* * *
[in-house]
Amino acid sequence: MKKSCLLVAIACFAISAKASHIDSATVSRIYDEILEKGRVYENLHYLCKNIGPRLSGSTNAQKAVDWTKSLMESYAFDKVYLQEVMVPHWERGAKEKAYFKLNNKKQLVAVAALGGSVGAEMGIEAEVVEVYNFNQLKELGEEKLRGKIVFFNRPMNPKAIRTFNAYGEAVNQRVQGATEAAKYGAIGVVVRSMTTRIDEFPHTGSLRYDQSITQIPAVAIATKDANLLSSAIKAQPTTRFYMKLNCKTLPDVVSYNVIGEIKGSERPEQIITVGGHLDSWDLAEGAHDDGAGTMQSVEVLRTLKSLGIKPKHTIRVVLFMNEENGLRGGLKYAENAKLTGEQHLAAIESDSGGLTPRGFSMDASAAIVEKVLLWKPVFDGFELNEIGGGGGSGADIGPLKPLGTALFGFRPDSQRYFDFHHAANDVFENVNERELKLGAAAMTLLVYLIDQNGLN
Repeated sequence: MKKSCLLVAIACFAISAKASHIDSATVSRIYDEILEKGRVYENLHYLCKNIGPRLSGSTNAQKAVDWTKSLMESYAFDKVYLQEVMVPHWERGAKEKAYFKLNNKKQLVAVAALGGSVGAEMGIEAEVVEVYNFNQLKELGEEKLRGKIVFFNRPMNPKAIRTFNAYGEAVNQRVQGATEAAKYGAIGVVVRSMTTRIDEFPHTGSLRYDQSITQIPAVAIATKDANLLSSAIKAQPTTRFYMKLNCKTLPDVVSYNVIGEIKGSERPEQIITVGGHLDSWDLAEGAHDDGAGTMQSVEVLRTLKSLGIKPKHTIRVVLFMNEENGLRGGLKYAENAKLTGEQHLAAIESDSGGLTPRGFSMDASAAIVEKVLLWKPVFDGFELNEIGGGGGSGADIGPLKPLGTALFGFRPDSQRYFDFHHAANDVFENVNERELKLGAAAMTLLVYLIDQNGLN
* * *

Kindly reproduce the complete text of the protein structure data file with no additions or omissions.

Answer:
[in-house]
Amino acid sequence: MKKSCLLVAIACFAISAKASHIDSATVSRIYDEILEKGRVYENLHYLCKNIGPRLSGSTNAQKAVDWTKSLMESYAFDKVYLQEVMVPHWERGAKEKAYFKLNNKKQLVAVAALGGSVGAEMGIEAEVVEVYNFNQLKELGEEKLRGKIVFFNRPMNPKAIRTFNAYGEAVNQRVQGATEAAKYGAIGVVVRSMTTRIDEFPHTGSLRYDQSITQIPAVAIATKDANLLSSAIKAQPTTRFYMKLNCKTLPDVVSYNVIGEIKGSERPEQIITVGGHLDSWDLAEGAHDDGAGTMQSVEVLRTLKSLGIKPKHTIRVVLFMNEENGLRGGLKYAENAKLTGEQHLAAIESDSGGLTPRGFSMDASAAIVEKVLLWKPVFDGFELNEIGGGGGSGADIGPLKPLGTALFGFRPDSQRYFDFHHAANDVFENVNERELKLGAAAMTLLVYLIDQNGLN
Repeated sequence: MKKSCLLVAIACFAISAKASHIDSATVSRIYDEILEKGRVYENLHYLCKNIGPRLSGSTNAQKAVDWTKSLMESYAFDKVYLQEVMVPHWERGAKEKAYFKLNNKKQLVAVAALGGSVGAEMGIEAEVVEVYNFNQLKELGEEKLRGKIVFFNRPMNPKAIRTFNAYGEAVNQRVQGATEAAKYGAIGVVVRSMTTRIDEFPHTGSLRYDQSITQIPAVAIATKDANLLSSAIKAQPTTRFYMKLNCKTLPDVVSYNVIGEIKGSERPEQIITVGGHLDSWDLAEGAHDDGAGTMQSVEVLRTLKSLGIKPKHTIRVVLFMNEENGLRGGLKYAENAKLTGEQHLAAIESDSGGLTPRGFSMDASAAIVEKVLLWKPVFDGFELNEIGGGGGSGADIGPLKPLGTALFGFRPDSQRYFDFHHAANDVFENVNERELKLGAAAMTLLVYLIDQNGLN